The wave of financial services regulations introduced over the last five years has caused deep changes in the way we invest in various asset classes, from equities and fixed interest securities to cash – yet the property market seems to have escaped the regulation firing line.
According to the Investment Property Databank (IPD), residential property has been the best-performing major asset class in the UK, offering the highest returns and second-lowest risk after government bonds between 2001 and 2014.
The attraction of investing in bricks and mortar is clear and unlikely to change any time soon: demand for property is reaching fever pitch as the population increases, more people live alone and we are simply not building enough homes.
But whereas those investing in almost any other type of asset would be protected to a certain extent by the fact that their advisers would be conforming to certain standards, there is very little regulation in the property sector.
Just as the introduction of regulation in the financial services sector came as a reaction to the financial crisis, lack of regulation in the property market could ultimately be a contributing factor to a broken property market.
Estate agents have always faced criticism for their conduct but if you dig a fraction deeper, it is not hard to see how, without proper regulation, their behaviour could be causing unnecessary house price inflation.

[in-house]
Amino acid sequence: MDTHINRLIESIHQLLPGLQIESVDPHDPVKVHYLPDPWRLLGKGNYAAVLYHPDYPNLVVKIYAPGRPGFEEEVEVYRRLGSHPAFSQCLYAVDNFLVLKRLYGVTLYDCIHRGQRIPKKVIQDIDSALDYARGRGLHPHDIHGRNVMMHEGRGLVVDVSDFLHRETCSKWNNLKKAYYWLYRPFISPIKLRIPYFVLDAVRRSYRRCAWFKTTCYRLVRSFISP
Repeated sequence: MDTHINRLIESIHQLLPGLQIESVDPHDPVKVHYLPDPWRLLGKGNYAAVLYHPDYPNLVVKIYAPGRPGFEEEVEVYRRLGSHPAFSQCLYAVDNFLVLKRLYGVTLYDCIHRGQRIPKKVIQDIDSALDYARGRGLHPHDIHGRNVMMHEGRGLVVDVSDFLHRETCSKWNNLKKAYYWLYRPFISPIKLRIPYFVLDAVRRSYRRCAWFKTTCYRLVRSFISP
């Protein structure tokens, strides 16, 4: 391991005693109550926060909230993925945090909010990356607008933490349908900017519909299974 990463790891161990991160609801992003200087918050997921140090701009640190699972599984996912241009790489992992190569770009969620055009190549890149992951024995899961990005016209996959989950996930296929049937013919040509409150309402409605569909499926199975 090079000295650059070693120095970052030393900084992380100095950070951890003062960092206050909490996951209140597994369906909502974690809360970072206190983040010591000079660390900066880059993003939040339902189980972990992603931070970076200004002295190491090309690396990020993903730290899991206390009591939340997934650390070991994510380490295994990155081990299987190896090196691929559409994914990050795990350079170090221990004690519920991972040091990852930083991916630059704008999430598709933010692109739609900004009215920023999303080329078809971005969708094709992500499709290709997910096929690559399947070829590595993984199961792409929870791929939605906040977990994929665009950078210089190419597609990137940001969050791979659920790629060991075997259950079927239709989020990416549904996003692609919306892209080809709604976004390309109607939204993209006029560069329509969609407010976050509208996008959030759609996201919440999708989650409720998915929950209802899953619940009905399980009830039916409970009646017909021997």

Even commonplace sales tactics such as holding open days to intensify buyer competition keep pushing prices ever higher.
The National Association of Estate Agents launched a manifesto earlier in the year addressing the problems of the industry and how there is a need for greater regulation. While the body has the right intentions, such changes need to be embraced by the entire industry, cultivating a healthy, honest culture where buyers and sellers can trust the professionals in the market.
The lettings industry is where the cowboys are really running wild as the private rented sector is so poorly regulated. It is incomprehensible that letting agents, managing trillions of assets on behalf of landlords, have no fiduciary duty not to profit from their relationship with their landlords.
A lack of awareness and understanding of the terms means many investors and amateur landlords are unaware of the small print contained in most agreements which sees them forking out huge amounts on renewal fees, mark-ups on contractors’ invoices, unexplained ‘admin fees’ and what can only be described as ‘secret commissions’.
To make these costs stack up, landlords are pushing rents higher and higher across the country, which in turn is preventing first-time buyers from being able to save for deposits to make that all-important step onto the property ladder.
And ultimately this is where the natural market movements of demand and supply have been distorted. The instability of the property market is partly the responsibility of the industry itself – and similar to the bonds and equities markets, the property industry is now crying out for regulation.
This will bring more transparency and integrity to the market for buyers, sellers, investors and tenants alike, weeding out the mavericks that property investors unwittingly allow to look after the country’s highest-performing assets.
Ultimately it will bring a sense of equilibrium to this disjointed property market.